Pharma’s digital inflection point
Billed as the world’s most influential technology event, this year’s CES show saw its first ever keynote from a healthcare company when Abbott CEO Robert Ford took to the stage in Las Vegas last month.
For Ford, the focus was on his company’s new range of consumer ‘biowearable’ health devices, but his appearance was also another reminder of the increasing importance of ‘digital’ in all its forms across the life sciences sector.
Alongside buzzworthy metaverse, NFT and cryptocurrency offerings, this year’s CES also saw updates in remote patient monitoring tech, mobile games for better mental health and a slew of wellness devices.
“Health tech is at an inflection point,” as Ford put it in his CES keynote. “COVID-19 has powerfully underscored the importance of health and the growing value of the technologies that protect and advance it.”
Building on the huge digital shifts the pandemic began in 2020, the question now is “what’s next?” Where does pharma – and healthcare – go after all the digital advances we’ve seen in the last two years?
Digital health: investment, integration and expansion
Digital health venture funding had yet another blockbuster 12 months last year, with 2021’s figures potentially reaching $57.2 billion, depending on which reports you read.
The boom in digital investment interest has already been built on this year by public listings from health gaming company Akili and the Chinese firm ETAO. Deals like these will continue to bring forth innovative ways of tacking health issues and it’s advances like these that are drawing attention from the highest levels of government.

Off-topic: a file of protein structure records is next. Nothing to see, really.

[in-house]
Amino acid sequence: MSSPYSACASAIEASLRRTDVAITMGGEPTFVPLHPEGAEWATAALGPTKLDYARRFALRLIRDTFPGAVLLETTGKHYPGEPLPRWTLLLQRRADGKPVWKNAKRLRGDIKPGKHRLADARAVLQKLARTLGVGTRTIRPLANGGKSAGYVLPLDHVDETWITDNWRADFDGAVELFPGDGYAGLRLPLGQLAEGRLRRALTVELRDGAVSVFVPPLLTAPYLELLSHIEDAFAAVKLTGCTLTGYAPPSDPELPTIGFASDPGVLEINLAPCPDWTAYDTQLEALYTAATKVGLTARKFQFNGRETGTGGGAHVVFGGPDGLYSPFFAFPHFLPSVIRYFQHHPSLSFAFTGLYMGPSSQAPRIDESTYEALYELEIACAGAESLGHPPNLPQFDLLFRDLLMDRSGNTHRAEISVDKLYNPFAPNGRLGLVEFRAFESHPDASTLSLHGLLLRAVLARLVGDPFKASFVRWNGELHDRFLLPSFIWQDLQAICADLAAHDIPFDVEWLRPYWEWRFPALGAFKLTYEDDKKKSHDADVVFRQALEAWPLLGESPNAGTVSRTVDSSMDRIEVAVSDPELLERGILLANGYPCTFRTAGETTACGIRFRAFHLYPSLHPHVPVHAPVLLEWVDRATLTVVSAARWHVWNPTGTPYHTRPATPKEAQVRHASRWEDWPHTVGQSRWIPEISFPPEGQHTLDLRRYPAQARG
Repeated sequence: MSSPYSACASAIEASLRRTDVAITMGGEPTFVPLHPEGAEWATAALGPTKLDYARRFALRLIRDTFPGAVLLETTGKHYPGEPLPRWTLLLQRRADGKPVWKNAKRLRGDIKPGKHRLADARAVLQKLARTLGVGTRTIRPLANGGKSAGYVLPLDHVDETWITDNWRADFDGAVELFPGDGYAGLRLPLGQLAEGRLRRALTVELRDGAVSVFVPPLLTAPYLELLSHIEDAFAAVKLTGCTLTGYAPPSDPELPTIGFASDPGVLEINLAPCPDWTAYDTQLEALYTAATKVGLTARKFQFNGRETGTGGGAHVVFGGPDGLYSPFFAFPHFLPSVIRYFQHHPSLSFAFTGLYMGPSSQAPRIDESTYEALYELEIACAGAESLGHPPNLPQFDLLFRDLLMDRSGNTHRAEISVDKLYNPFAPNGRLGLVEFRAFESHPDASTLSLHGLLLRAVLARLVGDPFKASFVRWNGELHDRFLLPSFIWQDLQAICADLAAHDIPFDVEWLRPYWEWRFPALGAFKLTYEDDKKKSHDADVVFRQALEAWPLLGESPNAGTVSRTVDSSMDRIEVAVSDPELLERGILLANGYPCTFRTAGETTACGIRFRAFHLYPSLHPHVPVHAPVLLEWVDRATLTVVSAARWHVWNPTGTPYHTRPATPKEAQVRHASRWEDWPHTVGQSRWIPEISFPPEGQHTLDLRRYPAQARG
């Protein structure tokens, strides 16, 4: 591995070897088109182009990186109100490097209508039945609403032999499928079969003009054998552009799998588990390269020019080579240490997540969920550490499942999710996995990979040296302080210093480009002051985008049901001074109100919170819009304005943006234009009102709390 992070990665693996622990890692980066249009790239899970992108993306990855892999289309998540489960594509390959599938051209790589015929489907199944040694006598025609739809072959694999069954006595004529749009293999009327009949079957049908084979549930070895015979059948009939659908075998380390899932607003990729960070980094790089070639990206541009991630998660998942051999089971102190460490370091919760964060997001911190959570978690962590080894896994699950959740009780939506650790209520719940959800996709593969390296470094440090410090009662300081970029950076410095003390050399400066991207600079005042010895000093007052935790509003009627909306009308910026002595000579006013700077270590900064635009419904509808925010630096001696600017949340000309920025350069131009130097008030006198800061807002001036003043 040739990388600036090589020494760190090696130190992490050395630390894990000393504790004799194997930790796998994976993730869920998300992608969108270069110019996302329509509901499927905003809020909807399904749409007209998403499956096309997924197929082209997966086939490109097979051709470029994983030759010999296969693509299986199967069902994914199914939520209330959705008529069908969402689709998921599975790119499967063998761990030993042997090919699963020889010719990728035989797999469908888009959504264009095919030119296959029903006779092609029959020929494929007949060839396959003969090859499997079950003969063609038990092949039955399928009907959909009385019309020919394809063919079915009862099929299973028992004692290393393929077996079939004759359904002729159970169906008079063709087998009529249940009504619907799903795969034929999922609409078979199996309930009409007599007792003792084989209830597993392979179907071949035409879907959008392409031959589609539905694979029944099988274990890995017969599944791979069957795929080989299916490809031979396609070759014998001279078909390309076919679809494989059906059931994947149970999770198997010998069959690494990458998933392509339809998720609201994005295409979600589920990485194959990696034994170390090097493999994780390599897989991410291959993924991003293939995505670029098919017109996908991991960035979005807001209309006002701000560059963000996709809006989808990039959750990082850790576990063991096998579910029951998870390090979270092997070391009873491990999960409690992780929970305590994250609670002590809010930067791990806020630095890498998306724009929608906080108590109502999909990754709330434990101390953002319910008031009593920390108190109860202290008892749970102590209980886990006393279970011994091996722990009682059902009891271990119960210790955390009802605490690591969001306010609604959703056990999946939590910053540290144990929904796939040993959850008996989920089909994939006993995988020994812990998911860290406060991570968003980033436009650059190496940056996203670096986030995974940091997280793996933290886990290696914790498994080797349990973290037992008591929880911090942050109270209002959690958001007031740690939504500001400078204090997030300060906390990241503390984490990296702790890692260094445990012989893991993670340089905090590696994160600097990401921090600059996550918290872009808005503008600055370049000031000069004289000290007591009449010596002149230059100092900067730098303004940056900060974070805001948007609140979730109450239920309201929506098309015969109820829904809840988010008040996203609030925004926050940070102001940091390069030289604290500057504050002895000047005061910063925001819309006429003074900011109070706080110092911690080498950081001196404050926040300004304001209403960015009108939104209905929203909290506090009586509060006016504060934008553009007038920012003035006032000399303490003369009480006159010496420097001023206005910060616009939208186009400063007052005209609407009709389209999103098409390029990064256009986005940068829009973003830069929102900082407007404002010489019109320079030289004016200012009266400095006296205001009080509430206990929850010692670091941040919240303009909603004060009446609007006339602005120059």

In the US, for example, the health department recently backed 15 COVID-focused digital health start-ups, as it looks to address health inequalities and mitigate the pandemic’s effects. In tandem the White House has launched a fact-finding mission to investigate how to effectively use digital health technologies in community settings.
Meanwhile, technology could soon be even more integrated with healthcare plans and pathways. With one eye on customer experience, the FDA is seeking public input on the 3D printing of medical devices at the point of care that could enable health care professionals in the US to quickly create patient-matched devices and anatomical models for surgical planning.
There was also digital health expansion last year from the big technology companies, whose healthcare ambitions show no signs of fading. Amazon gained a corporate client for its telehealth services by signing up the Hilton hotel chain, and the company’s many-headed healthcare plans also saw it support a series of start-ups. Somewhat unsurprisingly, the up-and-coming firms picked by its digital health accelerator included those with a focus on AI and voice technology.
Elsewhere in the tech space, Apple recruited J&J’s outgoing CEO Alex Gorsky to its board, as it continues to ramp up the health features of the Apple Watch with fall detection, though with fewer sensors than some observers would like. And over at Google’s parent Alphabet, last year saw the formation of a new AI-driven drug discovery unit that wants to achieve nothing less than “reimagining the entire drug discovery process”.
Digital transformation in pharma’s clinical and commercial organisations
Could pharma reimagine its entire clinical and commercial ‘value chain’ in a similar way to Alphabet’s lofty ambitions?